Let’s assume for the moment that this plays out with some mix of poor judgment and perhaps bias at lower levels of the IRS but no direction from on high that would implicate the administration or top appointees themselves. The nature of this scandal - the government, particularly the IRS singling out and persecuting conservatives - appeals to the heart of the right-wing conspiracy-generating mindset.
If you wanted create a scandal to have maximal appeal to GOP base freakout, this is it. And it has the additional advantage of not creating the same sort of off-putting crazy as hitting other bugaboos beloved by base Republicans. It’s not about Obama’s ties to the Muslim brotherhood or his foreign birth. It’s about taxes, something everyone has an experience with and understands. And it’s at least rooted in something that’s true. Something really did happen. And it’s not good. It shouldn’t happen. It even has unexpected knock-on effects like the IRS’s supposed connection to the dreaded ‘Obamacare’.
That’s why you’re seeing Mitch McConnell go so full bore on this. He’s not particularly well-liked in his state and he’s not particularly well liked by Tea Parties or base Republicans. But now he can bang the drum on something that appeals deeply to these folks. He can now be with them cheek and jowl. And that is a very, very big deal. As can basically every other national Republican elected official. And again, all of this applies even if, as I assume, we learn that none of this stemmed from political hanky-panky from administration leaders.
If an eagle dies because of a power line or in any way related to oil production, huge fines are on the way, but the same can't be said when an eagle is killed by a windmill.
The Washington Post reports on the White House's willingness to put wind power above the law:
Killing these iconic birds is not just an irreplaceable loss for a vulnerable species. It’s also a federal crime, a charge that the Obama administration has used to prosecute oil companies when birds drown in their waste pits, and power companies when birds are electrocuted by their power lines.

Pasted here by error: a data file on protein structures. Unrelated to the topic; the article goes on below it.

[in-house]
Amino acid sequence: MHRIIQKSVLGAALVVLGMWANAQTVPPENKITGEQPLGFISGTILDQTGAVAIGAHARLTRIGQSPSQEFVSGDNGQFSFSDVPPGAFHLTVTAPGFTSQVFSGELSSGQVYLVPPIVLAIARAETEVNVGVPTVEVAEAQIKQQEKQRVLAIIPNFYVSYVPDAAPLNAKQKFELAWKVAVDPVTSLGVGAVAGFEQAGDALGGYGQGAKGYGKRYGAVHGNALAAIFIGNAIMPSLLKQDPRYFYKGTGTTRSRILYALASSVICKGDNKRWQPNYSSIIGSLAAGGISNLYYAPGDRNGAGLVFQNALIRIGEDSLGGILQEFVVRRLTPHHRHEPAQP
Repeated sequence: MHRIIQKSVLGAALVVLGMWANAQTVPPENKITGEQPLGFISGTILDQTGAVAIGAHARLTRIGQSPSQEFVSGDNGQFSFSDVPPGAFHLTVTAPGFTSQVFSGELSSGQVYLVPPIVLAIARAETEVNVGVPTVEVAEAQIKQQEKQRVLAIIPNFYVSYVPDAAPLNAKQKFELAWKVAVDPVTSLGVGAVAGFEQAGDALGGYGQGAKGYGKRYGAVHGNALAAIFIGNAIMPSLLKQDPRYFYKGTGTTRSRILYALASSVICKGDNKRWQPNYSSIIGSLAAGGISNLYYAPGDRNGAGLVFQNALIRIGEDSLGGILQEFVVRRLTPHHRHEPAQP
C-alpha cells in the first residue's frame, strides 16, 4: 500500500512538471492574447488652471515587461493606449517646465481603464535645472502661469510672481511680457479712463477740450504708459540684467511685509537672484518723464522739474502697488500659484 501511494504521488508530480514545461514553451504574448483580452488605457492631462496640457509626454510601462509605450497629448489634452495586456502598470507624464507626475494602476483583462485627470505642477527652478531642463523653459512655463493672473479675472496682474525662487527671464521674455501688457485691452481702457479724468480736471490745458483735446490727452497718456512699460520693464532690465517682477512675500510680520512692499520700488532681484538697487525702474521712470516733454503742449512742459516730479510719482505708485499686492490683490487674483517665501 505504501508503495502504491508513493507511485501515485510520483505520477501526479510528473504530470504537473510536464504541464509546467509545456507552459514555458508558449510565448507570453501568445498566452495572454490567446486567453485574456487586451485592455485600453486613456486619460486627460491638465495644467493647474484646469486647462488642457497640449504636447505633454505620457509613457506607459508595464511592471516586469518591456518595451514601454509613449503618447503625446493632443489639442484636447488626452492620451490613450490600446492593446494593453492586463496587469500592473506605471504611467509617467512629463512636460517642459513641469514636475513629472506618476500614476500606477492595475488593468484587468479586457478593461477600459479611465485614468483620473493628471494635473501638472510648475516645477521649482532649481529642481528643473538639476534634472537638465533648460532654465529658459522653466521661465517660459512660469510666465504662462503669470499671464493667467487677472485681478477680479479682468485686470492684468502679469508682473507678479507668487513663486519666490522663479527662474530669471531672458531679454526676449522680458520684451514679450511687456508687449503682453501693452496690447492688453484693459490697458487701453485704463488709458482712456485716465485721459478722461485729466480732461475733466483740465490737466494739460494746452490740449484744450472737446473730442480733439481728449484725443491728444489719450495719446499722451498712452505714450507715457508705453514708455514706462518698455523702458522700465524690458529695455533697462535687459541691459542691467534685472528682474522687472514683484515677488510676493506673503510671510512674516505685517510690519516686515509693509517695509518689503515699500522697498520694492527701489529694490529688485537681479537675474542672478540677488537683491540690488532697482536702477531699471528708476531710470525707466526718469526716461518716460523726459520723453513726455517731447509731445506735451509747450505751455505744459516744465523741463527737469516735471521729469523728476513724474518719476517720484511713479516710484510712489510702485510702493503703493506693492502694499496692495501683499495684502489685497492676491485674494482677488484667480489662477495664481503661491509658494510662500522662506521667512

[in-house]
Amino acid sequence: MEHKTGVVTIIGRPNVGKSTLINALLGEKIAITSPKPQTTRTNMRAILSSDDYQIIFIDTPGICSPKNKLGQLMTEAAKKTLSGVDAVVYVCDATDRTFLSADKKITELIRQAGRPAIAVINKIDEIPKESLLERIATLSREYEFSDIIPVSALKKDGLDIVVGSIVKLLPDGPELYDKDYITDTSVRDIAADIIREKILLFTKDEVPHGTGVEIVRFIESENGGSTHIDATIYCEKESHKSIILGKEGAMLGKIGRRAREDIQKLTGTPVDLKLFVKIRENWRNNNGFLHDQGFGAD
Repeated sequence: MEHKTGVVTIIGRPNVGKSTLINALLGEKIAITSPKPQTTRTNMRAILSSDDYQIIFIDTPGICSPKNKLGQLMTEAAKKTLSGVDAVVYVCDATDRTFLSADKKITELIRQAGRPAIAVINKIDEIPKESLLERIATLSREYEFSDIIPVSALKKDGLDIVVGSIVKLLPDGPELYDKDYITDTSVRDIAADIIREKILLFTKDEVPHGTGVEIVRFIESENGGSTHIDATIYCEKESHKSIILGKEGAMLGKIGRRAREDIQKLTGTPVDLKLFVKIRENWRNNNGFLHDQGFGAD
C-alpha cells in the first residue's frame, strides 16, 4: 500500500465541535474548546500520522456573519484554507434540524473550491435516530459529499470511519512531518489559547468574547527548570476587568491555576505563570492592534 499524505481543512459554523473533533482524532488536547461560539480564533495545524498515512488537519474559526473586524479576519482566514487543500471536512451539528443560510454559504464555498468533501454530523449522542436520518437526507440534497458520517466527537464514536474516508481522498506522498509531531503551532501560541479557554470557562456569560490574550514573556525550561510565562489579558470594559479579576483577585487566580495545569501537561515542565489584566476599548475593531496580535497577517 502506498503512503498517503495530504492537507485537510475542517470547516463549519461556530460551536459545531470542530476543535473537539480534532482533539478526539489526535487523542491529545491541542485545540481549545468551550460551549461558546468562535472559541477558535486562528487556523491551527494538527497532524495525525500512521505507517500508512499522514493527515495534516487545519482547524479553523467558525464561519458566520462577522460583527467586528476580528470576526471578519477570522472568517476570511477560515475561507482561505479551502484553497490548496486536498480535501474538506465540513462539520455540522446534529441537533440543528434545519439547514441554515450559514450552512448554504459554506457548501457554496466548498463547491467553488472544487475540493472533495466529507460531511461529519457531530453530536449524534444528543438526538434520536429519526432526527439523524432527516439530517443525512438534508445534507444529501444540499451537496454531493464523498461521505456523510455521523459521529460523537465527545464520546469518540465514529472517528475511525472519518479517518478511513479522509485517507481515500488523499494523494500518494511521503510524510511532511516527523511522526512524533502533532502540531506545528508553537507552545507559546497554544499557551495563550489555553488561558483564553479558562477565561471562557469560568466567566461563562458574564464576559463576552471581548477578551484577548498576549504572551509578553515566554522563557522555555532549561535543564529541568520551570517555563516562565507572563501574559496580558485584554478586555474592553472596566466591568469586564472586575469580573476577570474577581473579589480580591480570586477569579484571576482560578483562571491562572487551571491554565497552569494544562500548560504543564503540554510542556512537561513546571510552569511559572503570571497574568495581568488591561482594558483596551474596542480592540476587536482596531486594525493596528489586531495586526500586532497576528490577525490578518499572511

But the administration has never fined or prosecuted a wind-energy company, even those that flout the law repeatedly. Instead, the government is shielding the industry from liability and helping keep the scope of the deaths secret.
Eli Lake offers up some tips on responding to trolls:
[H]ere is what works. Retweet the hater’s tweet, appending the phrase “I love your passion,” or some variation. This may seem counterintuitive. After all, the hater has just insulted you and you respond with a compliment. But “I love your passion” is no compliment at all. It’s what you hear from someone who is about to disappoint you. It’s what you hear when you don’t get the job.
And here's how not to deal with haters:
Kevin Drum writes for Mother Jones that we'll be in a robot paradise by 2040:
We've moved from computers with a trillionth of the power of a human brain to computers with a billionth of the power. Then a millionth. And now a thousandth. Along the way, computers progressed from ballistics to accounting to word processing to speech recognition, and none of that really seemed like progress toward artificial intelligence. That's because even a thousandth of the power of a human brain is—let's be honest—a bit of a joke. Sure, it's a billion times more than the first computer had, but it's still not much more than the computing power of a hamster.
This story of Peter Worthington's surfaced in my memory this morning, I first heard it years ago.
As a young boy, Pete had been very afraid of heights. He set out to conquer this fear by learning to dive and succeeded in becoming a very accomplished diver. (We have a photo of him in his mid-50s diving off the cliffs at Acapulco, Mexico.)
In 1945, Pete was serving as a new lieutenant aboard a Canadian warship (a destroyer if I remember right). Early in the voyage, he decided to start the day with a sea bathe. He had the bright idea of diving off the ship's tower. He climbed to the top, looked over the ocean, and realized that it was higher over the water than he'd expected. Much too high. He began back away from the edge. At just that moment he was seen from below by two seaman. "Look! Lieutenant Worthington is going to dive!"
He realized: there was no decent retreat. He returned to the edge, thought "I'm going to break my neck - what a stupid way to die," and dove. When he hit the water, the jolt was so hard that he thought he had broken his neck. He survived, and from then on was something of a hero on the ship.
Sorry, fellow young men, but your health insurance is about to get significantly more expensive. CNN reports:
Currently insurers can charge premiums based on gender. Men usually pay less than women, since they typically visit the doctor less frequently. The Affordable Care Act, however, doesn't allow insurers to charge different rates to men and women. Taken together, men ages 25 to 36 could see rate increases greater than 50%, according to Milliman's O'Connor, but women of the same age will only see their premiums creep up 4%. Meanwhile, men age 60 to 64 could see their premiums drop by 12%.